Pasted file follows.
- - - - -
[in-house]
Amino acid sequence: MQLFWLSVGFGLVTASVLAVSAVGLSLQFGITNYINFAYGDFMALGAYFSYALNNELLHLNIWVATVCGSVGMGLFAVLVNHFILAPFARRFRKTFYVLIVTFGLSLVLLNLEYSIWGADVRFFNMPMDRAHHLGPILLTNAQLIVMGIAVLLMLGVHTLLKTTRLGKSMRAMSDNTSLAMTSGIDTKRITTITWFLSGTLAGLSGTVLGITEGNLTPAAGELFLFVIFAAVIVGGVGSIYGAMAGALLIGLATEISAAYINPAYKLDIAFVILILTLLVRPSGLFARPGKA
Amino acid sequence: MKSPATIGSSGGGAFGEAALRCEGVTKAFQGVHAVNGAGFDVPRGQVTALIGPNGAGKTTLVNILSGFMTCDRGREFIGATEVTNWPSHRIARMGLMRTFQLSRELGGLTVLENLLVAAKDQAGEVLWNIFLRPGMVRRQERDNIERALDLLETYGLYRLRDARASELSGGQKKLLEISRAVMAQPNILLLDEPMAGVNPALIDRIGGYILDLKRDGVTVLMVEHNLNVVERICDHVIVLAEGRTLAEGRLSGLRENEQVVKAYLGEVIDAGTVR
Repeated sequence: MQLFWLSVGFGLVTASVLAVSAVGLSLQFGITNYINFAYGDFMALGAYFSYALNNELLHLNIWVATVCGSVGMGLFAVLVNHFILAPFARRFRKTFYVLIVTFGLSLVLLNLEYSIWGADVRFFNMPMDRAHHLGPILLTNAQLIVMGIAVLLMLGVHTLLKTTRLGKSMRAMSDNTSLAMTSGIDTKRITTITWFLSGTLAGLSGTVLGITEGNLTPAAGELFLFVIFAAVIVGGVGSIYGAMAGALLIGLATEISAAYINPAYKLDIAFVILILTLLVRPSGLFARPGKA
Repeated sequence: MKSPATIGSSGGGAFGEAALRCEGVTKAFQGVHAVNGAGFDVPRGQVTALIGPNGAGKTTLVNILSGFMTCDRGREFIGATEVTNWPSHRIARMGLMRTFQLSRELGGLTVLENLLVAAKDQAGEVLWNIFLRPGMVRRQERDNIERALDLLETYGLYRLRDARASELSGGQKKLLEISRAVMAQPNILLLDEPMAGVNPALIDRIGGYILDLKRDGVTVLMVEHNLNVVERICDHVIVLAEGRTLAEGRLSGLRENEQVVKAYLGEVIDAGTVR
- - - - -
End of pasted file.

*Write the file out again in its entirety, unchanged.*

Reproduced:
[in-house]
Amino acid sequence: MQLFWLSVGFGLVTASVLAVSAVGLSLQFGITNYINFAYGDFMALGAYFSYALNNELLHLNIWVATVCGSVGMGLFAVLVNHFILAPFARRFRKTFYVLIVTFGLSLVLLNLEYSIWGADVRFFNMPMDRAHHLGPILLTNAQLIVMGIAVLLMLGVHTLLKTTRLGKSMRAMSDNTSLAMTSGIDTKRITTITWFLSGTLAGLSGTVLGITEGNLTPAAGELFLFVIFAAVIVGGVGSIYGAMAGALLIGLATEISAAYINPAYKLDIAFVILILTLLVRPSGLFARPGKA
Amino acid sequence: MKSPATIGSSGGGAFGEAALRCEGVTKAFQGVHAVNGAGFDVPRGQVTALIGPNGAGKTTLVNILSGFMTCDRGREFIGATEVTNWPSHRIARMGLMRTFQLSRELGGLTVLENLLVAAKDQAGEVLWNIFLRPGMVRRQERDNIERALDLLETYGLYRLRDARASELSGGQKKLLEISRAVMAQPNILLLDEPMAGVNPALIDRIGGYILDLKRDGVTVLMVEHNLNVVERICDHVIVLAEGRTLAEGRLSGLRENEQVVKAYLGEVIDAGTVR
Repeated sequence: MQLFWLSVGFGLVTASVLAVSAVGLSLQFGITNYINFAYGDFMALGAYFSYALNNELLHLNIWVATVCGSVGMGLFAVLVNHFILAPFARRFRKTFYVLIVTFGLSLVLLNLEYSIWGADVRFFNMPMDRAHHLGPILLTNAQLIVMGIAVLLMLGVHTLLKTTRLGKSMRAMSDNTSLAMTSGIDTKRITTITWFLSGTLAGLSGTVLGITEGNLTPAAGELFLFVIFAAVIVGGVGSIYGAMAGALLIGLATEISAAYINPAYKLDIAFVILILTLLVRPSGLFARPGKA
Repeated sequence: MKSPATIGSSGGGAFGEAALRCEGVTKAFQGVHAVNGAGFDVPRGQVTALIGPNGAGKTTLVNILSGFMTCDRGREFIGATEVTNWPSHRIARMGLMRTFQLSRELGGLTVLENLLVAAKDQAGEVLWNIFLRPGMVRRQERDNIERALDLLETYGLYRLRDARASELSGGQKKLLEISRAVMAQPNILLLDEPMAGVNPALIDRIGGYILDLKRDGVTVLMVEHNLNVVERICDHVIVLAEGRTLAEGRLSGLRENEQVVKAYLGEVIDAGTVR